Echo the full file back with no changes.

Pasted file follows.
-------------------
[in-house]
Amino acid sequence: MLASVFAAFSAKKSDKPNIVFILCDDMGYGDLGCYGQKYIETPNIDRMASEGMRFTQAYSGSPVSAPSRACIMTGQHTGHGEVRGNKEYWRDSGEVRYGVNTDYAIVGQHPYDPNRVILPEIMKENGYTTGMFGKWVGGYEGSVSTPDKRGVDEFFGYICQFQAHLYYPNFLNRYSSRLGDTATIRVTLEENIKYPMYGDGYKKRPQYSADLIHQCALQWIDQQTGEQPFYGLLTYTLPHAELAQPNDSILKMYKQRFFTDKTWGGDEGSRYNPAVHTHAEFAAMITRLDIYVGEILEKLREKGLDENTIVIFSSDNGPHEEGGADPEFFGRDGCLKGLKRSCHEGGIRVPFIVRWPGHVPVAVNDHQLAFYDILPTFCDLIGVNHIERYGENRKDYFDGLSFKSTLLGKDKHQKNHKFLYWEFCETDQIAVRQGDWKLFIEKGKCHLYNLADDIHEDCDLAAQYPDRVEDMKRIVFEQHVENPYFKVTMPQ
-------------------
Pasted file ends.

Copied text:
[in-house]
Amino acid sequence: MLASVFAAFSAKKSDKPNIVFILCDDMGYGDLGCYGQKYIETPNIDRMASEGMRFTQAYSGSPVSAPSRACIMTGQHTGHGEVRGNKEYWRDSGEVRYGVNTDYAIVGQHPYDPNRVILPEIMKENGYTTGMFGKWVGGYEGSVSTPDKRGVDEFFGYICQFQAHLYYPNFLNRYSSRLGDTATIRVTLEENIKYPMYGDGYKKRPQYSADLIHQCALQWIDQQTGEQPFYGLLTYTLPHAELAQPNDSILKMYKQRFFTDKTWGGDEGSRYNPAVHTHAEFAAMITRLDIYVGEILEKLREKGLDENTIVIFSSDNGPHEEGGADPEFFGRDGCLKGLKRSCHEGGIRVPFIVRWPGHVPVAVNDHQLAFYDILPTFCDLIGVNHIERYGENRKDYFDGLSFKSTLLGKDKHQKNHKFLYWEFCETDQIAVRQGDWKLFIEKGKCHLYNLADDIHEDCDLAAQYPDRVEDMKRIVFEQHVENPYFKVTMPQ